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Marla's Textile History:    The Education of a Textile Fanatic

I have always loved textiles, and when I was young, weaving was an intriguing mystery.  When my high school art teacher, May Hohlen, offered to lend me a small four-harness loom over one summer, I was elated.  I commandeered our living room floor--loom and me in the middle, weaving books scattered about, tools and masses of yarns and warps everywhere.  At the end of that summer I proudly presented three small experimental weavings to Ms. Hohlen, who without telling me, sent them off to a state high school art exhibit.  When I received a big blue ribbon, I was hooked.  From that point on, over the years, I kept it going--totally self-taught as a weaver.  I learned by experimenting and making mistakes.  

It was an adventure.  I was thrilled to find a large old-fashioned counter-balance loom at a farm auction, and even more excited to discover the dusty back rooms at some of North Georgia's commercial carpet mills.  I began to fill my van with excellent but dirt-cheap left-over wool yarns from those factories.  I soon had an inexhaustible supply of good yarns to dye.  I was spending as much time weaving as possible, and slowly began to exhibit my fiber pieces.  I got acquainted with local architects and interior designers who liked using fiber works in their commercial interiors.  A few large commissions for hotel lobbies and other public buildings eventually came my way, though I preferred the freedom of experimental studio work.    

I had acquired fine arts degrees (BFA, magna cum laude, and MA) at the University of Iowa.  After that, however, I concentrated on weaving.  When I got teaching jobs, first at St. Cloud State University in Minnesota and later at the Atlanta University colleges, I managed to finagle textile class assignments.  Left to choose my own approaches, I experimented with curricula.  Along with teaching the customary basic weaving techniques, I encouraged my students to "invent" primitive looms, with fascinating results.  One of my students came up with a brilliant treadle idea.  Another devised a system of double heddles that was very clever and useful.  At this time I was also involved in antique "Oriental Rug" collectors' groups, and was lecturing around the country,.  One odd result of these simultaneous activities:  my students, with their technical experiments, helped me disprove favorite crackpot theories of rug-making origins.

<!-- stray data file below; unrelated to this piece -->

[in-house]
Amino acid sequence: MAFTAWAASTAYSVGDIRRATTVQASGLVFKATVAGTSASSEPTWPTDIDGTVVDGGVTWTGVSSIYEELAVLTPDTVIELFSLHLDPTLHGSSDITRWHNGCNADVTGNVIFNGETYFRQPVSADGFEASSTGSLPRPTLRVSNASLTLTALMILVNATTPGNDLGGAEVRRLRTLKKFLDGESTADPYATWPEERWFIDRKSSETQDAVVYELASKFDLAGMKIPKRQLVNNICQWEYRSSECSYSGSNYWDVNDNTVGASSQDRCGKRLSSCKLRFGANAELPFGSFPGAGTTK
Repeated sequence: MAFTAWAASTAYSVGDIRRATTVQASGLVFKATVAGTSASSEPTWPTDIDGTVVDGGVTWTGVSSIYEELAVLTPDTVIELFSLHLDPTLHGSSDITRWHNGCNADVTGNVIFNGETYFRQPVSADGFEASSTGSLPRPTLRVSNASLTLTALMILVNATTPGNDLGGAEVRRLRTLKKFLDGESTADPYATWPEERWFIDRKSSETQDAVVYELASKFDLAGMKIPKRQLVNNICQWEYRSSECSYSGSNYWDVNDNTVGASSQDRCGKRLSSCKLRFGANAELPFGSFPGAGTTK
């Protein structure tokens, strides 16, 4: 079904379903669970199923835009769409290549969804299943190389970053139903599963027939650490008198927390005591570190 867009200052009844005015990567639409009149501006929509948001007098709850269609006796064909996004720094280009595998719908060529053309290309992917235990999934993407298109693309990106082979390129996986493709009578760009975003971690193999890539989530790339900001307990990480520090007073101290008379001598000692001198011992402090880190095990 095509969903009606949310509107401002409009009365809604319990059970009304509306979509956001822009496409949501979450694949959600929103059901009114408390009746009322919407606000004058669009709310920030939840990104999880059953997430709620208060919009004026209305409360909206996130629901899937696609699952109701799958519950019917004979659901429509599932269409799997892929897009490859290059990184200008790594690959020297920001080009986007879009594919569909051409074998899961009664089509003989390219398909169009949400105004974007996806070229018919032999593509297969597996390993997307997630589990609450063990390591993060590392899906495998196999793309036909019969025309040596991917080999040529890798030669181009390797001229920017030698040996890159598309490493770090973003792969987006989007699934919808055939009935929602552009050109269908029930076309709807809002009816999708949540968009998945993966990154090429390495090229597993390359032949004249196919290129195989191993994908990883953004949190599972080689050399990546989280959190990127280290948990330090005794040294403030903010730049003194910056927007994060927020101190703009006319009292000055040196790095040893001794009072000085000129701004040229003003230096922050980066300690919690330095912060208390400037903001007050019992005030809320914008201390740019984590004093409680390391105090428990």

Pile rugs occupied the attention of many, many American collectors, but my main interests were the ethnograhic flat weaves: tapestry-woven kilims, soumak saddlebags, and various covers made traditionally by Asian and North African nomads for their own use.  Unfortunately, very few of these items made it to the US.  Traditional rug dealers thought them "inappropriate for the American market."   .

I had been toying with the idea of opening a public folk art gallery, but instead decided to stick to just ethnographic textiles and arrange a gallery in my house--in my attic.  It would be an open-by-appointment deal, and focus on those interior designers who had been buying my own weavings.  I consulted with several of those folks to determine their interest, and received encouragement.  

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I obviously needed to travel to hunt for the pieces that I found so appealing.  My first foreign "buying trip" was to southern Morocco, partly because I knew so little about the weavings produced there.  I had seen a few photos of intriguing North African Berber weavings, but I had no idea whether or not there were still people weaving or if there might be interesting things available for sale.  But it was OK.  I could spend time exploring, since I had limited funds for purchases anyway.